Wild at Heart (1990)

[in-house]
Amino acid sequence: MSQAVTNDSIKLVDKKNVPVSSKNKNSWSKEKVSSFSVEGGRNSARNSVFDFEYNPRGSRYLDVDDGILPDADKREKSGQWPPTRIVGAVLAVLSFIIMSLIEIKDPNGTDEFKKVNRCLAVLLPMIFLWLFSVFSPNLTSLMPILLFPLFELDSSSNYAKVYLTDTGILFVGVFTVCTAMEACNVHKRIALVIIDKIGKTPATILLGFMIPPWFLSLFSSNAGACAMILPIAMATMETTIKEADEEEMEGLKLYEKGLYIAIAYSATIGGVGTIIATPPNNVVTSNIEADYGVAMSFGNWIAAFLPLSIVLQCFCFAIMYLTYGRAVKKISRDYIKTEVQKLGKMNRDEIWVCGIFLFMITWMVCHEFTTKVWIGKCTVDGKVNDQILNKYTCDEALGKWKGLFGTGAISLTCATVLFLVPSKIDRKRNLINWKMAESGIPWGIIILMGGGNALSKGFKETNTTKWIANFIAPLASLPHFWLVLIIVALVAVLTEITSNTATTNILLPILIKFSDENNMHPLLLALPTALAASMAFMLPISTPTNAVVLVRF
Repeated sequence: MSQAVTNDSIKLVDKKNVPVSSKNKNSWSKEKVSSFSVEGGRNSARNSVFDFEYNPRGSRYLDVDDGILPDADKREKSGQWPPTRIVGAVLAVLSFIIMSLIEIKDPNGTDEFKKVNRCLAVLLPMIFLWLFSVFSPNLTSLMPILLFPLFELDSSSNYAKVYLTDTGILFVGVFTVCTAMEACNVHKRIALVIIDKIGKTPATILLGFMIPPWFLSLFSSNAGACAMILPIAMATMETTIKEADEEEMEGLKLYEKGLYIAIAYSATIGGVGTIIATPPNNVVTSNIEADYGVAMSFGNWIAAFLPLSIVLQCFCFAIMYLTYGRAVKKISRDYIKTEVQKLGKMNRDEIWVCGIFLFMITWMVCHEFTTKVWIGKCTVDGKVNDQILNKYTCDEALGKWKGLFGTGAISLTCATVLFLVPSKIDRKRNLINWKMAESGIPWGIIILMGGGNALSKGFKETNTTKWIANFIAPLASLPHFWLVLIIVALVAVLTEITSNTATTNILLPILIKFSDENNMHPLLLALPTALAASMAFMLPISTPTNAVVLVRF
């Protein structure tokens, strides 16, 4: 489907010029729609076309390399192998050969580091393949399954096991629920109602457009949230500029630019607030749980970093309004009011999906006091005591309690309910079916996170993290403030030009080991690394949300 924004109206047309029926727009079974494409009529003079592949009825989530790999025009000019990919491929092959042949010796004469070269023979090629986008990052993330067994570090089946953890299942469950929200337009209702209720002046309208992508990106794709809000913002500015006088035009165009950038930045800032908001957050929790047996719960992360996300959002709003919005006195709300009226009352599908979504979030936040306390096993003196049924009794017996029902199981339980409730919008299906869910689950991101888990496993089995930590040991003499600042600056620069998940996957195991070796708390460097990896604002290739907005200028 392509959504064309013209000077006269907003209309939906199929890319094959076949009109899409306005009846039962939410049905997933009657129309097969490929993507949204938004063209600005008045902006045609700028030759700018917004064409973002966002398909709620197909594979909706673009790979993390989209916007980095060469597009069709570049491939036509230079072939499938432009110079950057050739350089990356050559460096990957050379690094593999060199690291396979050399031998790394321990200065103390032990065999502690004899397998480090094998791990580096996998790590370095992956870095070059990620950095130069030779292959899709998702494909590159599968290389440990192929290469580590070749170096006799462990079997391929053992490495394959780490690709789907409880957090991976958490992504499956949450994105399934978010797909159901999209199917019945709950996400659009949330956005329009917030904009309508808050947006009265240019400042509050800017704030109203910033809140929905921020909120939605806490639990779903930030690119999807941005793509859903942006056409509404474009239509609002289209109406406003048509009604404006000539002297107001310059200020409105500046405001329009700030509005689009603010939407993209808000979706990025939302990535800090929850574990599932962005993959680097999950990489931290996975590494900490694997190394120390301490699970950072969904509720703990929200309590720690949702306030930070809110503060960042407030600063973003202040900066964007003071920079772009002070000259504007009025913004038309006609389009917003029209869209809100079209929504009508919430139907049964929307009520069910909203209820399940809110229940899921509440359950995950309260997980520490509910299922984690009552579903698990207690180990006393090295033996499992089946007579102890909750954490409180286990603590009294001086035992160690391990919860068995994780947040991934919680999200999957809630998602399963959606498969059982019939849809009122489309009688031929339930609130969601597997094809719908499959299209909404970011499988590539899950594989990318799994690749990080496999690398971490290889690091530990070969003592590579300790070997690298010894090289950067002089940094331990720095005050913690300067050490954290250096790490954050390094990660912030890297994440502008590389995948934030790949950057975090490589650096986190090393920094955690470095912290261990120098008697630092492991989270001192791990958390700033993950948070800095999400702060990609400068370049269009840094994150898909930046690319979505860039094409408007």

(On TV, October 2016) I’m not a big fan of David Lynch’s film, and even my tepid linking for Wild at Heart shows why. In some ways one of the tamest, most accessible films in Lynch’s oeuvre, Wild at Heart often feels like a wild melodrama pushed to eleven, with graphic sex and violence far exceeding anything that could be considered reasonable. Nicolas Cage is in classic exuberant form as a small-time criminal eloping with his love and gradually being drawn back into a life of violence. Meanwhile, Laura Dern shows more of herself than ever before (repeatedly) as a young woman escaping from the clutches of her mother via a road trip with no clear end goal. Sex and crime figure heavily in the result, cranking the exploitation factor of the film but not exactly helping it being taken seriously. Wild at Heart now feels like a low-octane Natural Born Killers at time, like a softcore thriller at others. It is rarely boring, though but even though I feel as if the R-rated material should help raise my opinion of the film, Lynch’s gleefully obtuse direction doesn’t help. Wild at Heart is far tamer than some of his more outrageous film—still, I can’t help that providing just a bit more guidance to viewers would not be such a bad thing. And that, in a nutshell, is pretty much my reaction to Lynch’s oeuvre: would it kill him to be just a bit more understandable?

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